Wednesday, October 24, 2012

Healthy Water Solutions Coalition Formed To Stop Asian Carp

Oct 24: More than a dozen Illinois organizations announced the formation of a new coalition committed to stopping the two-way transfer of invasive species -- including Asian carp -- between the Great Lakes and the Mississippi River basin. Robert Hirschfeld of Prairie Rivers Network, a founding member of the new Healthy Water Solutions (HWS) coalition said, "Stopping Asian carp and other invasive species is an economic and ecological imperative. But it is also just one piece of a greater plan for improved water quality, flood control, recreation and transportation in Illinois."
   HWS was formed in response to the need for Illinois residents and organizations to promote locally focused solutions, rather than wait for Federal agencies and regionally contentious lawsuits. Jared Teutsch of the Alliance for the Great Lakes, also a HWS coalition member said, "HWS exists to complement the work of federal and state agencies, while recognizing the importance of local action to help move issues like invasive species forward when they are stalled by outside forces. We encourage the state of Illinois, the city of Chicago and other governmental groups to work with the rest of the region to fashion a modern solution to the growing problems of invasive species and decaying water infrastructure."

    According to a release, the new coalition will advocate for reinvestment in the Chicago River system, a critical piece of infrastructure that affects the waters of the entire state. Jack Darin, director of the Sierra Club's Illinois Chapter said, "The Chicago River system can be so much more than a conduit for our wastewater. The threat posed by the Asian carp and other aquatic invaders is also an opportunity to restore the Chicago River and make it a clean, healthy resource that attracts wildlife, people and economic development."

    Invasive species protection promises to provide benefits to Chicago and Lake Michigan, as well as businesses and communities around the state. Invasive species cost the economy hundreds of millions annually. The spread of Asian carp threatens the Great Lakes fishery -- calculated at $7 billion annually, with billions more generated through tourism and recreation. The groups said that while Asian carp are the public face of invasive species, they are among 39 species labeled by the U.S. Army Corps of Engineers as "high-risk" to transfer between the Great Lakes and Mississippi River basins and inflict significant damage to new habitat.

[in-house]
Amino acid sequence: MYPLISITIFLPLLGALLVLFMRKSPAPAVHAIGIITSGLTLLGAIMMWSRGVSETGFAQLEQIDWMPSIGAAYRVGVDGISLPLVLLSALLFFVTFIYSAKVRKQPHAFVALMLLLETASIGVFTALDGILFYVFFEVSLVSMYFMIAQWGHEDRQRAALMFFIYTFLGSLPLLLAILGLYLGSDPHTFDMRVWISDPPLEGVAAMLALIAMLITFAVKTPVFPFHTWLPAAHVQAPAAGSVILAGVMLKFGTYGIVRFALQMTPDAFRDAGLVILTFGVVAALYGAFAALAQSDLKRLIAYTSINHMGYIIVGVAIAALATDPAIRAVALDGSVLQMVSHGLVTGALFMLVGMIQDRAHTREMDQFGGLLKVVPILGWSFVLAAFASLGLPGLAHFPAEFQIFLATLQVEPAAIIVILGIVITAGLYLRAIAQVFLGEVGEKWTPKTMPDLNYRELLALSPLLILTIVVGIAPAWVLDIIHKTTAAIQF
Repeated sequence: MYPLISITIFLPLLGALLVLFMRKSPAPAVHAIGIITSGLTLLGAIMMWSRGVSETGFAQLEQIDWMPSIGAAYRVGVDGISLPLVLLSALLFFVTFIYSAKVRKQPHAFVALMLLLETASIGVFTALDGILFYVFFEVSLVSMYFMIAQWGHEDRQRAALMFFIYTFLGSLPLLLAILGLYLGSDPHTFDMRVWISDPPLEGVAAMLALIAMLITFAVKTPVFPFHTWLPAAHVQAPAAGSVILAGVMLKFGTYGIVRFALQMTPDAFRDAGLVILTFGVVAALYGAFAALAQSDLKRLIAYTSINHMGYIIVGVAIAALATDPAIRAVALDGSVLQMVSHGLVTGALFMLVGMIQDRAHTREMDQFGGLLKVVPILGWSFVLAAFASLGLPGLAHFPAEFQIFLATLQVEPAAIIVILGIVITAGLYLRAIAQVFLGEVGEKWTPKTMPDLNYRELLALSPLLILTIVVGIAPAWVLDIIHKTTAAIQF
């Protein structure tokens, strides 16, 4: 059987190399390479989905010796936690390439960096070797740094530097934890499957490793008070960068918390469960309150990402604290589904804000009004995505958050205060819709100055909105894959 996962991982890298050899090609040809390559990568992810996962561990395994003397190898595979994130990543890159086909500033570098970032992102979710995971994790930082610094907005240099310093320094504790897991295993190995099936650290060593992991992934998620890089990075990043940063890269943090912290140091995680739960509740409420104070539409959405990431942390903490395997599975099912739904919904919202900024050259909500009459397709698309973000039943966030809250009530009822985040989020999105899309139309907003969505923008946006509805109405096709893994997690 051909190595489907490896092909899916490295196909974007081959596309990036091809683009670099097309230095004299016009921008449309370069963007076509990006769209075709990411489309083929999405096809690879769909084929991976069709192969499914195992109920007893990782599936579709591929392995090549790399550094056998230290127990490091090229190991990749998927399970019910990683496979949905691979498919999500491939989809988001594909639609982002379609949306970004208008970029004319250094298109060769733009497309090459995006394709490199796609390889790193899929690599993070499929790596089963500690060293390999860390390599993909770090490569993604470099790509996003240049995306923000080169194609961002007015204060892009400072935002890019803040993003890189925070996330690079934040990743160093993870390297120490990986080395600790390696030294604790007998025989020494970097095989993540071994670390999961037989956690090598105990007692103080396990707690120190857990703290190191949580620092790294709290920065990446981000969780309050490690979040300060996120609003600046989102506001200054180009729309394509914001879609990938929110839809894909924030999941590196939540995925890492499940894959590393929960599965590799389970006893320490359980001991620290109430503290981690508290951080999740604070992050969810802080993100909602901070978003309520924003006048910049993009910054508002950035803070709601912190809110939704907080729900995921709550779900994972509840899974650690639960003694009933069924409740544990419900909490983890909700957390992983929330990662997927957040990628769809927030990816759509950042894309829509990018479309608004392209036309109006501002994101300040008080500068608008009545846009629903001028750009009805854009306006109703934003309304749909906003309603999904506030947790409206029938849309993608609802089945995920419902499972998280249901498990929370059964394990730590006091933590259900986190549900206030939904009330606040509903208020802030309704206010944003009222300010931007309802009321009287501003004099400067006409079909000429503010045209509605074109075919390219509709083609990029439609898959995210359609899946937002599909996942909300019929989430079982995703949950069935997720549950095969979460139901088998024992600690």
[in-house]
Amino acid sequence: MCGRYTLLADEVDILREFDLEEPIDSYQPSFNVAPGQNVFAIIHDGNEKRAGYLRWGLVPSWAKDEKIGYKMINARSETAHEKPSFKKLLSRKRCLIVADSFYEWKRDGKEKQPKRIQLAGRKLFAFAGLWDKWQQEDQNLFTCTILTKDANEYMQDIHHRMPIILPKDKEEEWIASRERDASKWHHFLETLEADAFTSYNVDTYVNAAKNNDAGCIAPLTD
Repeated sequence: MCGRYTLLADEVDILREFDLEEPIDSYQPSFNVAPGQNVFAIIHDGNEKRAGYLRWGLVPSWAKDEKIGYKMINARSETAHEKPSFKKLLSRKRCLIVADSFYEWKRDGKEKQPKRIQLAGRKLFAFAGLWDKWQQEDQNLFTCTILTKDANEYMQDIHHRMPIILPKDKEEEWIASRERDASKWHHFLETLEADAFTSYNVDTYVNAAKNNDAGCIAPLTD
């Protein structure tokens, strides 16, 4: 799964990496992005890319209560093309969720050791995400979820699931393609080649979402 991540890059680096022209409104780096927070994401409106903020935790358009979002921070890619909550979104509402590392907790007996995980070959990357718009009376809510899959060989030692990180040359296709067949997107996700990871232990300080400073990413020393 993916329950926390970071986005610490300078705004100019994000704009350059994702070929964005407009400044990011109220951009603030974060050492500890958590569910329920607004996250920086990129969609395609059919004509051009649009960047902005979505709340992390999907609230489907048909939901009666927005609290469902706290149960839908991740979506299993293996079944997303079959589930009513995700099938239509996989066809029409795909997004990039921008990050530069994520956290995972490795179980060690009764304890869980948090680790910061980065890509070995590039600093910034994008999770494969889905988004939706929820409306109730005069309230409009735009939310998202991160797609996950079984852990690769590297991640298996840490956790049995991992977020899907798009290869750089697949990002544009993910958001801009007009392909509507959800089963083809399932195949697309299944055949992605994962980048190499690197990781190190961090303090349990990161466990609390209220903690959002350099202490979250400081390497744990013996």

HWS re-envisions the Chicago River as a system that not only prevents the transfer of all aquatic invaders, including Asian carp, but better serves its functions of moving people and goods and managing stormwater -- all while improving water quality. Henry Henderson, director of the Natural Resources Defense Council's Midwest Program and a former commissioner of the environment for the city of Chicago said, "Chicago and the rest of the region will not thrive until we address its failing water infrastructure. Re-imagining Chicago's waterways is at the core of the vision that the HWS coalition will bring to help move us all toward a modern system that enhances our environment, economy and quality of life."
   Margaret Frisbie, executive director of Friends of the Chicago River said, "The Chicago River is the lifeblood of the city. And it flows through so many urban and suburban communities playing the role of natural and recreational resource and catalyst for community revitalization. Through HWS we are committed to improving and protecting the Chicago River at the same time we solve the aquatic invasive species problems we face." HWS will work with the region's leaders on a plan for separation that satisfies public needs without severing Chicago's vital connection to the lake.

    Access a posted release from HWS including a listing of initial members (click here). Access the HWS website for more information (click here). [#GLakes]
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